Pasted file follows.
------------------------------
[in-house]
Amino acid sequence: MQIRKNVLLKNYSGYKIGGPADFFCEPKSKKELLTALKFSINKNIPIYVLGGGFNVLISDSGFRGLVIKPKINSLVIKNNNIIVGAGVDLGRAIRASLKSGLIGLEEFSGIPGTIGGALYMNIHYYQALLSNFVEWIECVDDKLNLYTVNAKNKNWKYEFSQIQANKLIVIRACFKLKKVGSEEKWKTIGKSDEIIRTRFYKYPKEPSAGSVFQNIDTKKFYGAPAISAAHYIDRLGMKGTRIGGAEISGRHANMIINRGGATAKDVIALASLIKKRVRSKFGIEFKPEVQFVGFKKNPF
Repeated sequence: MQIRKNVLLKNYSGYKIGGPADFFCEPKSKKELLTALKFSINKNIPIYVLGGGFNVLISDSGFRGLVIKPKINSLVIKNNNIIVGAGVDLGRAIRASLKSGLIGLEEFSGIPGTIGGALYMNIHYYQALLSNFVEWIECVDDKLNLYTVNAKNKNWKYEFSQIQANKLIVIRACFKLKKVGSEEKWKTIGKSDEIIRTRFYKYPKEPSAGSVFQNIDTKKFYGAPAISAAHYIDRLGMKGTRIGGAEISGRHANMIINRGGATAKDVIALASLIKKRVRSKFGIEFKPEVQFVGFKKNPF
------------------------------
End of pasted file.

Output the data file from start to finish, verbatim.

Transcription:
[in-house]
Amino acid sequence: MQIRKNVLLKNYSGYKIGGPADFFCEPKSKKELLTALKFSINKNIPIYVLGGGFNVLISDSGFRGLVIKPKINSLVIKNNNIIVGAGVDLGRAIRASLKSGLIGLEEFSGIPGTIGGALYMNIHYYQALLSNFVEWIECVDDKLNLYTVNAKNKNWKYEFSQIQANKLIVIRACFKLKKVGSEEKWKTIGKSDEIIRTRFYKYPKEPSAGSVFQNIDTKKFYGAPAISAAHYIDRLGMKGTRIGGAEISGRHANMIINRGGATAKDVIALASLIKKRVRSKFGIEFKPEVQFVGFKKNPF
Repeated sequence: MQIRKNVLLKNYSGYKIGGPADFFCEPKSKKELLTALKFSINKNIPIYVLGGGFNVLISDSGFRGLVIKPKINSLVIKNNNIIVGAGVDLGRAIRASLKSGLIGLEEFSGIPGTIGGALYMNIHYYQALLSNFVEWIECVDDKLNLYTVNAKNKNWKYEFSQIQANKLIVIRACFKLKKVGSEEKWKTIGKSDEIIRTRFYKYPKEPSAGSVFQNIDTKKFYGAPAISAAHYIDRLGMKGTRIGGAEISGRHANMIINRGGATAKDVIALASLIKKRVRSKFGIEFKPEVQFVGFKKNPF